High-spirited Marian Warner comes to New Mexico to claim the ranch she inherited from one of her uncles. After the stagecoach driver reluctantly leaves her at a remote station in the middle of the desert, she hires Shoie, a bewildering man with whom she has difficulty communicating, to drive her to the ranch. On the way, Shoie throws her bags off his rig and drives off without her. Observing her predicament is Blandy, a Navajo Indian and decorated veteran of the Spanish-American War, who was brought up by whites, but is bitter toward them because they rejected him when he returned from the war. After angrily telling Marian that the land she inherited belongs to the Navajos, Blandy takes her to Morgan's trading post, where Morgan and Blucher, a corrupt Indian agent, have been persecuting the Navajos and stealing their land, with the help of renegade Apaches led by Coshonta. Morgan, eager to acquire Marian's ranch and its valuable water rights, is scheming to pressure her into selling them to his accomplice, a rancher named Friel. At the trading post's guest house, Marian encounters Yashi, a young Navajo woman being held captive by Morgan. Yashi tells Marian about Morgan's treacherous deeds, including his practice of having Blucher deliver Navajo girls to his living quarters. Yashi's plight confirms Marian's suspicions about Morgan, and she helps the girl escape. When Marian later refuses to sell her property, Morgan and his men consider killing her, but Morgan realizes that the land would then be tied up in probate court. Believing that Blandy turned Marian against them, Morgan sends the Apaches to kill him. Morgan also dispatches his henchmen, Jay Lord and Glendon, to retrieve Yashi from the hogan of her father, the Navajo chief Etenia, but Marian follows and at gunpoint stops them from beating up the old chief. After taking their horses, she orders the henchmen to walk back to the trading post, and when Lord attempts to retaliate, she expertly shoots him in the arm. Marian sends Etenia to Spirit Rock, where Yashi is hiding, and then returns to the trading post. At night, one of the Apaches attacks Blandy high on a rock cliff, but falls to his death. Blandy then sneaks into the trading post and fights Morgan. In the mayhem, a fire erupts. After escaping, Blandy finds Marian waiting to ask him to help Yashi and Etenia, who are hiding at Spirit Rock and have no provisions. Blandy agrees to help them, then tells her that white men swindled the Indians out of their water rights and that Friel killed her uncle. The next morning at the trading post, Blucher informs Marian that Blandy was previously convicted of several assault charges. When Marian and Blandy next meet, he has brought along Beeteia, Yashi’s lover who has been working on the railroad. The three proceed to Spirit Rock, where Yashi accepts Beeteia as her mate and the lovers ride off together. Thanking Marian, Etenia offers his services, if ever she needs him. In answer to Marian’s questioning, Blandy explains that the assault charges against him were trumped up because he is an Indian. She warns him that Morgan is planning to accuse him of the Apache’s death and that he should leave the area, but he wants to stay near the Navajos, whom the white man is driving to extinction. Listening to him, Marian is inspired to bring Morgan and his men to justice, but Blandy warns her not to return to the trading post, guessing that Morgan will kill her after she sells her land. Determined to search Blucher’s safe, hoping for evidence against him, Marian asks Blandy for help. They sneak back to the trading post, where Marian’s courage falters uncharacteristically, as she realizes she has fallen in love with Blandy and fears for his safety. Blandy sneaks into the trading post, while Marian distracts Morgan by signing the sale papers. After Marian and the men retire for the night, Blandy holds up Blucher and takes incriminating papers from his safe, which he secretly passes to Marian. Blandy escapes, but is captured and brought back to be interrogated and tortured. Marian rides out to ask Etenia to take the papers, which she has addressed to her mother’s brother, U.S. Marshal Joe Walker, to the stagecoach driver, who will make his return trip the next day. Marian returns to the trading post, and to buy time, convinces the men to bring Blandy along while she shows them where she hid the contents of Blucher’s safe. Meanwhile, Etenia manages to deliver the documents, but afterward, the Apaches kill him. His death provokes the other Navajos to ambush Morgan’s group. When the Navajos retreat, Morgan, expecting more attacks, decides to set up camp. During the night, Blandy and Marian escape high into the rock cliffs, where the Apaches surround them. To find an escape route, Blandy climbs the rock face to the top of the cliff and discovers that Navajos have killed several of the Apaches, allowing them safe passage to the Navajo camp. At the camp, they learn that the Navajos have captured Walker and his deputy. Blandy and Beeteia convince the Navajos to free the lawman, but Walker refuses to leave without taking Morgan and his men into custody, so that they can be tried and hanged for their crimes. In preparation for their next attack, the Navajo medicine man performs a ceremonial ritual. Because Morgan’s men are outnumbered and running out of ammunition, Glendon, using one of his last bullets, shoots the shaman from a distance, hoping to impair the Indians’ morale. Quickly, Blandy takes the medicine man’s place and reassures the people. When Glendon shoots Blandy, the Navajos are incited to attack. Afterward, Walker takes Morgan and his men into custody and promises to advocate for fairer land rights for the Navajos. Marian and Blandy, who suffered only a minor wound, plan their future together. +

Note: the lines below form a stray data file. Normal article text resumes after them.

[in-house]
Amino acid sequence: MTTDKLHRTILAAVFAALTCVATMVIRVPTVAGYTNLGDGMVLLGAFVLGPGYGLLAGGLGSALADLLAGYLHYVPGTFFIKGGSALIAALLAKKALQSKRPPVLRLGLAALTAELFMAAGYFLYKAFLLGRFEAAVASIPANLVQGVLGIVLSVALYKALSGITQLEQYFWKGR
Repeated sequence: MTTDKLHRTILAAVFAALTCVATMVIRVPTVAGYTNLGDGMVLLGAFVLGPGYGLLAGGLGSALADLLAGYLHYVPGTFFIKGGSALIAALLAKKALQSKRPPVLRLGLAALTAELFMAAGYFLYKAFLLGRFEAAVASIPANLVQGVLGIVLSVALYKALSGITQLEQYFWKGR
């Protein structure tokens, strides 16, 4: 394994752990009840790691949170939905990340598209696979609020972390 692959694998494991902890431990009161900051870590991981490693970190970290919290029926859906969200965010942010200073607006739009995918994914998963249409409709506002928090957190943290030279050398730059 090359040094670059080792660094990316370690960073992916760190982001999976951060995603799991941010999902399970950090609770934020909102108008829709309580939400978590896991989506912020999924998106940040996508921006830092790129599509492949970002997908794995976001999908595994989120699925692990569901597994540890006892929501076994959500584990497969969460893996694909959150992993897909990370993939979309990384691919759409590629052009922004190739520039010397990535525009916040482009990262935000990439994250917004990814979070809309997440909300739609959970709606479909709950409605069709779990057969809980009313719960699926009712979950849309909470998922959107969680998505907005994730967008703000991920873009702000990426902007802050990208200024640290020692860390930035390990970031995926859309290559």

Legend
Viewed by AFI
Partially Viewed
Offscreen Credit
Name Occurs Before Title
AFI Life Achievement Award

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The American Film Institute is grateful to Sir Paul Getty KBE and the Sir Paul Getty KBE Estate for their dedication to the art of the moving image and their support for the AFI Catalog of Feature Films and without whose support AFI would not have been able to achieve this historical landmark in this epic scholarly endeavor.